In a Sunday-night battle of division leaders, the New Orleans Saints ran roughshod over the Dallas Cowboys in a 49-17 win. "It was always a tough matchup for us," Cowboys head coach Jason Garrett said with a deep sigh. "We lost Sean Lee, Austin is still out, Ware's at half speed, our GM and owner are the same crazy old man, and that's a good team we played." Garrett then paused, stared straight ahead unblinking, and added, "metaphorically speaking um, all of that was a metaphor."
If there was a Year 1 winner when the Nets moved to Brooklyn, it was the Modell's on Flatbush Avenue that sits across the street from the Barclays Center. What was formerly a rundown sporting goods store with little on the shelves transformed itself into a bright beacon of fluorescent light featuring row upon row of apparel sporting the logo of the borough's newest franchise.
Ninety minutes before Brooklyn opened its 2013-14 home schedule against the Miami Heat, a few dozen people milled about Modell's. I asked a casher if Nets stuff was selling fast. "Of course. It's the first day of the season. They are going to buy it all," she told me in an optimistic tone that sounded like the party line. I looked around. They were not buying it all. One guy inquired about two Nets hats; almost everyone else seemed more interested in purchasing soccer balls or asking about the length of the crew socks. An employee stocking the shelves said it wasn't nearly as busy as the season opener last year. His take: The jerseys were too expensive and no one had any money. If the Nets won, however, the fans would come back after the game to buy something.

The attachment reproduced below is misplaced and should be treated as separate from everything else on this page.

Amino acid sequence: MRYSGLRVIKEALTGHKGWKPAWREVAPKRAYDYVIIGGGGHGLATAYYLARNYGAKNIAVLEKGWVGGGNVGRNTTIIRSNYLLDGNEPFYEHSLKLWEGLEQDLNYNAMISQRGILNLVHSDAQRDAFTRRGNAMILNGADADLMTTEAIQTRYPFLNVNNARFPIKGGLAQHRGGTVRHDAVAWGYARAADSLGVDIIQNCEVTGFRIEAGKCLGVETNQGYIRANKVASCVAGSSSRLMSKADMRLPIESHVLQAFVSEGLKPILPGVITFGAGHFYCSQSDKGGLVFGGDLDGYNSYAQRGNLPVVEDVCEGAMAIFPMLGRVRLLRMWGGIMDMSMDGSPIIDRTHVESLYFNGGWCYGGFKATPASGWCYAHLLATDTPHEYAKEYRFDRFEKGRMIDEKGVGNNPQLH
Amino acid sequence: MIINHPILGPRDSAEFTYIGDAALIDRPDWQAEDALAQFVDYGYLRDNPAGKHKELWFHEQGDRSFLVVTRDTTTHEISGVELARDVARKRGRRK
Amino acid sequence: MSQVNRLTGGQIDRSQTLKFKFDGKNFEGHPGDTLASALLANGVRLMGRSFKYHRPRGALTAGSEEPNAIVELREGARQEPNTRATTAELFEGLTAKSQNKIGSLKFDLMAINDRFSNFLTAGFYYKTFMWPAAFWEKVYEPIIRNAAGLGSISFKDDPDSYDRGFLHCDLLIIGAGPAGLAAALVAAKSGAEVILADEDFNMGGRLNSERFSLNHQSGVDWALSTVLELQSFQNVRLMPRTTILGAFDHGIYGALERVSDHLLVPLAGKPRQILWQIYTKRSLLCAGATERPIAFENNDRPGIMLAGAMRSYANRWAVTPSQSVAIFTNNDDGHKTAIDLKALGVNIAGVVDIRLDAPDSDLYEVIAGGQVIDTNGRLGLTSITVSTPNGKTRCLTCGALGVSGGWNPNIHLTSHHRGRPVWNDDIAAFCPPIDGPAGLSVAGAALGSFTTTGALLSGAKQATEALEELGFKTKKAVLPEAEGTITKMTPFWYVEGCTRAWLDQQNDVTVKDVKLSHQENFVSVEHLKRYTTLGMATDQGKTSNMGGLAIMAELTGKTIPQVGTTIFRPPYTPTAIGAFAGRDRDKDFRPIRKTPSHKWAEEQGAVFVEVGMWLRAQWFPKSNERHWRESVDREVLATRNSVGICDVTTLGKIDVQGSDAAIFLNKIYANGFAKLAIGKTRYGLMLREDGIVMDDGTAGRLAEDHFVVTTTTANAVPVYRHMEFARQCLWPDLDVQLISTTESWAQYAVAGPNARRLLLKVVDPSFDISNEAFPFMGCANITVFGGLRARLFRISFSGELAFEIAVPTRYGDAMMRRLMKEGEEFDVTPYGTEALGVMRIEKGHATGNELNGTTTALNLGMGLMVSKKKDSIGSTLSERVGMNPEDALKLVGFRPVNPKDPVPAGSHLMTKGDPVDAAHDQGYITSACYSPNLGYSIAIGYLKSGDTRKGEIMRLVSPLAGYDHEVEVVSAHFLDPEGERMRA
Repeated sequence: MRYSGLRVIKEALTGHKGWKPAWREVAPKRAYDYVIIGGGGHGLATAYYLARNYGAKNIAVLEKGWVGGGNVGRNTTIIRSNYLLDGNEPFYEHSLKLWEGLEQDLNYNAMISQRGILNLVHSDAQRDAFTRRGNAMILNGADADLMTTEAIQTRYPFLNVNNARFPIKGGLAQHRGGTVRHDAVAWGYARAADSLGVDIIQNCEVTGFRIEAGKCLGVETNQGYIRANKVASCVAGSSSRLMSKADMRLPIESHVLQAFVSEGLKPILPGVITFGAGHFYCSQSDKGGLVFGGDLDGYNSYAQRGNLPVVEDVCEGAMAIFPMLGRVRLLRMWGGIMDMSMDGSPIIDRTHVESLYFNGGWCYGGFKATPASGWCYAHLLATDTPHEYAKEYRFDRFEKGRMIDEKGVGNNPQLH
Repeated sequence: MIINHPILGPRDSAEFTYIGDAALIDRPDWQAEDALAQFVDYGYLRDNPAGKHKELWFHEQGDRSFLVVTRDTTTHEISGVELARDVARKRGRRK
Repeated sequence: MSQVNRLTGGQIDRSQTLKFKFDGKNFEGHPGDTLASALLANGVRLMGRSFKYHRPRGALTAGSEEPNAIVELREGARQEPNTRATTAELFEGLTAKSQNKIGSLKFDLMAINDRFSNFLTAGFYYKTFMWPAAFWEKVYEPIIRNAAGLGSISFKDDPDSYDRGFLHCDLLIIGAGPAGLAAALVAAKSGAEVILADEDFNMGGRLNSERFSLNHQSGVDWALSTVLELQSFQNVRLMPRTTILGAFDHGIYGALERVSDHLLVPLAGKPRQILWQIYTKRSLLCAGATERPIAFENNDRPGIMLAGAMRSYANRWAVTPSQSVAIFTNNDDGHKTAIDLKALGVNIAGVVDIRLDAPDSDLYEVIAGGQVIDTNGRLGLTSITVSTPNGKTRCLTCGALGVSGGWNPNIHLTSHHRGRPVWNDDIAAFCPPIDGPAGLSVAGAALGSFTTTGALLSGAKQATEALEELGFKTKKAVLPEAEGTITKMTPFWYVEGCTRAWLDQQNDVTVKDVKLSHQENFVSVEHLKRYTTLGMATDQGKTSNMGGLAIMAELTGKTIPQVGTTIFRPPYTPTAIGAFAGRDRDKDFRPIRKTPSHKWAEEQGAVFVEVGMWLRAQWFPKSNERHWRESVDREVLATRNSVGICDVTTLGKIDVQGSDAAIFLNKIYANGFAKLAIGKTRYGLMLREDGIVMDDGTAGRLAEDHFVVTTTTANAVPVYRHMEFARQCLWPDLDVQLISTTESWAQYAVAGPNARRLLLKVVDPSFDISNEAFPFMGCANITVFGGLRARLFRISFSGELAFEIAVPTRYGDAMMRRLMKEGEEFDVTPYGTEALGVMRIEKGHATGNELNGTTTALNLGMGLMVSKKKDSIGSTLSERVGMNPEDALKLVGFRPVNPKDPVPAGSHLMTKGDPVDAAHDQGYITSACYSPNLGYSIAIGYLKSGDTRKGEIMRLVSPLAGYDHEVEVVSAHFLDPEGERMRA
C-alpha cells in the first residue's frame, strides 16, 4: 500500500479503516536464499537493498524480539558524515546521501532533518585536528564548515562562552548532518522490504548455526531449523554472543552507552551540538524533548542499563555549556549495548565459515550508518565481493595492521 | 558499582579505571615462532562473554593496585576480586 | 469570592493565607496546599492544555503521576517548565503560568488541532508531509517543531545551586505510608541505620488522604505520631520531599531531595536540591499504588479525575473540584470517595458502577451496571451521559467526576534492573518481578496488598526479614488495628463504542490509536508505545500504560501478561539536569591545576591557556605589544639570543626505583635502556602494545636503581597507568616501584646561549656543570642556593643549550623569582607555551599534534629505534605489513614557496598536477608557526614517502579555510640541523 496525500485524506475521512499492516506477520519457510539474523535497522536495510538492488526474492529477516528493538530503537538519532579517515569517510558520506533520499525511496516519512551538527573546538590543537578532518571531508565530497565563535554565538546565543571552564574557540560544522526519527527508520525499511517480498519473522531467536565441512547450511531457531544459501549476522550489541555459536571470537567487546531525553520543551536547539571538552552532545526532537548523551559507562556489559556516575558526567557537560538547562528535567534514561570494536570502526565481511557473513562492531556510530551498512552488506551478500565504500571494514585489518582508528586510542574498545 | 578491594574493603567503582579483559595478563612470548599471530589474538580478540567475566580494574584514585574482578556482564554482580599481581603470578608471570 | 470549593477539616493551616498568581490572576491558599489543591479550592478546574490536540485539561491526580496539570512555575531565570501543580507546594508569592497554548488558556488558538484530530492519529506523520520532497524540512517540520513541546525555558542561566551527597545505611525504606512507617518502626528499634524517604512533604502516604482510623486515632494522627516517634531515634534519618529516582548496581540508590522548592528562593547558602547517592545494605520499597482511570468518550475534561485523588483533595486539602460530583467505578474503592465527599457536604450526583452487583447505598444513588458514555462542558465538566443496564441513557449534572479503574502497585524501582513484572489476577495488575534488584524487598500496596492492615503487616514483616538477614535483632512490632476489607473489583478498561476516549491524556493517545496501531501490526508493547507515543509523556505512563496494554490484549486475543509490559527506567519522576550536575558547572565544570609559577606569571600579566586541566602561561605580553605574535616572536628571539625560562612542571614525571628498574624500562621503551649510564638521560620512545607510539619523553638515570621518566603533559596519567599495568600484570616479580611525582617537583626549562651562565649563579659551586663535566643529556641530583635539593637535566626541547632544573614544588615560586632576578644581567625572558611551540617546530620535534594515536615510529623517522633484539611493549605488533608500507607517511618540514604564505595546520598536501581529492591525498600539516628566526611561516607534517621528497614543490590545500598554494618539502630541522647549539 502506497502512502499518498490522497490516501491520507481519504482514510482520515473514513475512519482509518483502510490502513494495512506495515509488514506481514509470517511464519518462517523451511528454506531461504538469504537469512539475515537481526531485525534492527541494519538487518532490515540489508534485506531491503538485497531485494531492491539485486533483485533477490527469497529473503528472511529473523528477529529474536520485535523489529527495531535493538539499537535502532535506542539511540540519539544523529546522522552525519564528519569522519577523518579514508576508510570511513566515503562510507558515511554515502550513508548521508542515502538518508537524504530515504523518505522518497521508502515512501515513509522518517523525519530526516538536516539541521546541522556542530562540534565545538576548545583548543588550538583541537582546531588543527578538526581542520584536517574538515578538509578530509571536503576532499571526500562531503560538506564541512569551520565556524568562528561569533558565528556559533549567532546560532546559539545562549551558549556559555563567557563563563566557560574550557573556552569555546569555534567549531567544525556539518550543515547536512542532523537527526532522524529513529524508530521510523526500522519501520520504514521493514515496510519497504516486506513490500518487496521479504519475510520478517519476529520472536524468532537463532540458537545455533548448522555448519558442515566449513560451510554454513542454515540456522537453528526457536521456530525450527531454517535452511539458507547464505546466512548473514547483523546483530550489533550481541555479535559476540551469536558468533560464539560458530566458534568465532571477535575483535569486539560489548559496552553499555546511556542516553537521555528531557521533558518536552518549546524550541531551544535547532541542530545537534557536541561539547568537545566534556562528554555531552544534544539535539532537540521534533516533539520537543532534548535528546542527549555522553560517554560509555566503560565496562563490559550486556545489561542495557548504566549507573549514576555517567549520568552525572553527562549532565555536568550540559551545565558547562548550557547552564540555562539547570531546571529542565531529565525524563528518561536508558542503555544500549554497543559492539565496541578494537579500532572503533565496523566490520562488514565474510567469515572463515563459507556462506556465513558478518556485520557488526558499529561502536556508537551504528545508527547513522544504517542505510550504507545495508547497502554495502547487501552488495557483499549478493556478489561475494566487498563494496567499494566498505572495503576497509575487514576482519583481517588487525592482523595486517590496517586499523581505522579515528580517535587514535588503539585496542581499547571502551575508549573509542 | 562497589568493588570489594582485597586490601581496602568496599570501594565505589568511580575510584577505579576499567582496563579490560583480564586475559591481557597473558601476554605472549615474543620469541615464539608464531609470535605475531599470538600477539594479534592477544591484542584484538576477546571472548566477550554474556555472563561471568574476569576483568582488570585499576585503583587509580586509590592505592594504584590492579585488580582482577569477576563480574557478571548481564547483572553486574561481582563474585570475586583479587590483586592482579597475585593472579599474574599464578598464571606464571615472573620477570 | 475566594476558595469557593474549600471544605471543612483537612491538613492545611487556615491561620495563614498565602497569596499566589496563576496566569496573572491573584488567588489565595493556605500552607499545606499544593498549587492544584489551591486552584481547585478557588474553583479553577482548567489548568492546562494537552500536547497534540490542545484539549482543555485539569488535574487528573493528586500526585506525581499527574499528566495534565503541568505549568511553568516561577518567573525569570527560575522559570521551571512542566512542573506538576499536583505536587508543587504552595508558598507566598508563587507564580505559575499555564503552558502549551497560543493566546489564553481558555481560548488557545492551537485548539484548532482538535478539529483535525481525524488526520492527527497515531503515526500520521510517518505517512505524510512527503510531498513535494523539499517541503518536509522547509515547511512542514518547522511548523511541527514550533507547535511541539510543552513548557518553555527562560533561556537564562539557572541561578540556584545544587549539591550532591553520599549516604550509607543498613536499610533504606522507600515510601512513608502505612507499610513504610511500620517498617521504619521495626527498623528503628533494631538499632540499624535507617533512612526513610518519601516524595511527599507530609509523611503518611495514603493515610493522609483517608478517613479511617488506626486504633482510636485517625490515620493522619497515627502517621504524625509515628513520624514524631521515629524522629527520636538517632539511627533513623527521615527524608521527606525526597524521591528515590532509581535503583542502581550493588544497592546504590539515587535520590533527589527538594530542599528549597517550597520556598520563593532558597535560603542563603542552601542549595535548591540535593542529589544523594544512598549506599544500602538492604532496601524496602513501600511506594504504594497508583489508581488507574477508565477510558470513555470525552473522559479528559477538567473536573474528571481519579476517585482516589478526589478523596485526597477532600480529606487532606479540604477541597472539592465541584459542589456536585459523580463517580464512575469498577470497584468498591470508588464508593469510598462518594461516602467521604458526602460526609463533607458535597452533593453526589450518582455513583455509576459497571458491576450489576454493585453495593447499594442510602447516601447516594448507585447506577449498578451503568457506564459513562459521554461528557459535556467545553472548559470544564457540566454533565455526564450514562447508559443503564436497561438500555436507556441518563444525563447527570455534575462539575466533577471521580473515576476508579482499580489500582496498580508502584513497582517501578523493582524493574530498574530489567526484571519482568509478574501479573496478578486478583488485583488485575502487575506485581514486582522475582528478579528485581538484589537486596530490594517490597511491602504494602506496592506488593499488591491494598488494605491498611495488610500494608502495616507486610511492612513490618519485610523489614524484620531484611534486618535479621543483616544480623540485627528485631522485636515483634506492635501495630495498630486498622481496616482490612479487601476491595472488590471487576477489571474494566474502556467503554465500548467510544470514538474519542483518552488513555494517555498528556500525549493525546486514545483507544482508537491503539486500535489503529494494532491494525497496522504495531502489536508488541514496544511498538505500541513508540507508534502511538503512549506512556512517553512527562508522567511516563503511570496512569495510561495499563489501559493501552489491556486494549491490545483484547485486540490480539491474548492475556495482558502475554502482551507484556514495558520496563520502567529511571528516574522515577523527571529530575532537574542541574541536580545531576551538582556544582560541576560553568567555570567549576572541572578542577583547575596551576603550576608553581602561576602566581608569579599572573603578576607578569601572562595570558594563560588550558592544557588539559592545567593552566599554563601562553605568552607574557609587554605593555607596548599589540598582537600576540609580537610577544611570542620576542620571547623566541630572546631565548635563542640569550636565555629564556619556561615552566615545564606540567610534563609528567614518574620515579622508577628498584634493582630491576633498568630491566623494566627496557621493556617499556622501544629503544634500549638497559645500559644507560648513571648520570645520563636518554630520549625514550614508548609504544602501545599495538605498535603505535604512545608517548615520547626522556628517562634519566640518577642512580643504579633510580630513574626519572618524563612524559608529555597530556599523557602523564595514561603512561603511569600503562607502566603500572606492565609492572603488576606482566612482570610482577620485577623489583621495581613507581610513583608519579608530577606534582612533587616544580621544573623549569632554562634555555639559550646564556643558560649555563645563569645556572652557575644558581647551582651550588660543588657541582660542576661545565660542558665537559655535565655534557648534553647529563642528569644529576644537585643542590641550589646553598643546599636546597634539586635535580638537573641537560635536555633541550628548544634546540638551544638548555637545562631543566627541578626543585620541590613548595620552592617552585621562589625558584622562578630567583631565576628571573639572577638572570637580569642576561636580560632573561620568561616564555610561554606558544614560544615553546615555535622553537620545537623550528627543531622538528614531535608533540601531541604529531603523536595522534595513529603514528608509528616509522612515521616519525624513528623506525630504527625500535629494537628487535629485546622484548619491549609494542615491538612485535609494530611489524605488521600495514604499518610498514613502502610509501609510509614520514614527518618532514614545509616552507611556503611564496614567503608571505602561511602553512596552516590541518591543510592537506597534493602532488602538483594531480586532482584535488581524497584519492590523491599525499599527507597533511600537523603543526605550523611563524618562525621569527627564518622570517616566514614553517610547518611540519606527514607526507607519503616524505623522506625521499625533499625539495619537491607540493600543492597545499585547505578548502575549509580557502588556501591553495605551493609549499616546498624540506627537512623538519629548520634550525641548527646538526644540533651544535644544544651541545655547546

You see that flag, billowing in the darkness up there? That's the flag of champions. This isn't some crazy, premature, homerific Philly sports rant, people. We don't engage in that kind of propaganda. This is science. The Philadelphia 76ers are the champs. The Regular-Season NBA Champs.
So much amazing is happening, and the Shootaround crew is back to help you keep track of it all. You'll find takes on moments you might've missed from the previous night, along with ones you will remember forever.
Ben Detrick: After the Sixers’ offseason teardown, basketball pundits figured the team would be tanking in obvious pursuit of lottery Ping-Pong balls. But after last night’s victory over the Heat — an upset that began with an astonishing 19-0 flash flood and ended with a surging rally in front of Dr. J, Moses Malone, and the (now technically) retired Allen Iverson — the Sixers are the TRANSITIVE LOGIC WORLD CHAMPIONS OF ALL BASKETBALL. Philly’s new GM, Sam Hinkie, is playing six-dimensional chess in elliptical space, dog.
In case you were busy coming around to the idea that Cowboys tight end Jason Witten is just the sort of guy who sometimes has to be yelled at, here's what you missed in sports on Wednesday: